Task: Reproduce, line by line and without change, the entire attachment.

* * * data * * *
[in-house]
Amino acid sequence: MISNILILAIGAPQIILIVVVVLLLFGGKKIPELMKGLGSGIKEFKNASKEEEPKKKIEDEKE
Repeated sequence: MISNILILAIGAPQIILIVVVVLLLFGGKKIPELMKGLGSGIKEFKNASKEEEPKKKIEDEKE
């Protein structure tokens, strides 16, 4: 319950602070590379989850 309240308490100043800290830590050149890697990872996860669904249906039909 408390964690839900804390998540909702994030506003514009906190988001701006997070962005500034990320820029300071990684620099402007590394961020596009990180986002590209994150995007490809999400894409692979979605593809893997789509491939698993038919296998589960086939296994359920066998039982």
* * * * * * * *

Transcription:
[in-house]
Amino acid sequence: MISNILILAIGAPQIILIVVVVLLLFGGKKIPELMKGLGSGIKEFKNASKEEEPKKKIEDEKE
Repeated sequence: MISNILILAIGAPQIILIVVVVLLLFGGKKIPELMKGLGSGIKEFKNASKEEEPKKKIEDEKE
């Protein structure tokens, strides 16, 4: 319950602070590379989850 309240308490100043800290830590050149890697990872996860669904249906039909 408390964690839900804390998540909702994030506003514009906190988001701006997070962005500034990320820029300071990684620099402007590394961020596009990180986002590209994150995007490809999400894409692979979605593809893997789509491939698993038919296998589960086939296994359920066998039982």